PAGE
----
When Jupiter is undergoing retrograde motion as seen from the Earth, would you expect the eclipses of Jupiter’s moons to occur several minutes early, several minutes late, or neither?
Can someone please explain?

I am a novice in astronomy, and I read a couple of articles on the retrograde motion. I understand it is an illusion. But how would I expect the eclipses of Jupiter's moon?


1 Answer 1


The fact that eclipses are either "early", "on time" or "late" only depend on the distance between Jupiter and the Earth. Since the speed of light is not infinite, a longer distance means a longer delay between the actual eclipse and the time it is observed from Earth.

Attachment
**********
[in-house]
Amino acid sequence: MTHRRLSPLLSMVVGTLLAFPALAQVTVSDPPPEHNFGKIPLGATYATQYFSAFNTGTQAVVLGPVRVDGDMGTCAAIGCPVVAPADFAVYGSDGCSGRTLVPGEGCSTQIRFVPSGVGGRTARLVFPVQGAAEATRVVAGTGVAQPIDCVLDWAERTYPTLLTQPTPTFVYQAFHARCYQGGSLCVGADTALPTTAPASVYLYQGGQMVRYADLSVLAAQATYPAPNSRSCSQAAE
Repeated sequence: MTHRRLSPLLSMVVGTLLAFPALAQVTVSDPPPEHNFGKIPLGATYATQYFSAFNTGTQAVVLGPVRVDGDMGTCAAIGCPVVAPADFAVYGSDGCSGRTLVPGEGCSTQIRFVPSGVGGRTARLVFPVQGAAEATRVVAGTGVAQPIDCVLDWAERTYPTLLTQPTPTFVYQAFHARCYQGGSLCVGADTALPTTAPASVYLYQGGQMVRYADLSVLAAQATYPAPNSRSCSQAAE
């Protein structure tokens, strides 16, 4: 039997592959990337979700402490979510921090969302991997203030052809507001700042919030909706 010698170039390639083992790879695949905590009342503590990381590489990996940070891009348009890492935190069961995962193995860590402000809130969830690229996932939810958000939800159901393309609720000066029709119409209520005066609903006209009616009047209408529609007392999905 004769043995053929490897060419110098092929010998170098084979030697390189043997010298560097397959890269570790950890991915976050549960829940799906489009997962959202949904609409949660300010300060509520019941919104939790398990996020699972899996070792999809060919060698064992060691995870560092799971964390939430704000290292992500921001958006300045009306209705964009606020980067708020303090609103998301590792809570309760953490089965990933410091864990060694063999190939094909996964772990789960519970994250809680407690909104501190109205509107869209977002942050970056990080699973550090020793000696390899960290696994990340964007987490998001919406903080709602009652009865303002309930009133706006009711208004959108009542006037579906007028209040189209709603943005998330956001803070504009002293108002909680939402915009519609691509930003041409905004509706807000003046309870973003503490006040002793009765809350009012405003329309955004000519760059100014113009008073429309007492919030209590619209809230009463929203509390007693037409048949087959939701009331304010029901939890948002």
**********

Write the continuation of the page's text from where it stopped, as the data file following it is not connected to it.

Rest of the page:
For superior planets, retrograde motion occurs around opposition, at a time when the distance between the planet and the Earth is minimal. So you should expect eclipses to appear early during retrograde motion. But note that the early eclipses are not a consequence of retrograde motion: they are both consequences of keplerian motion.


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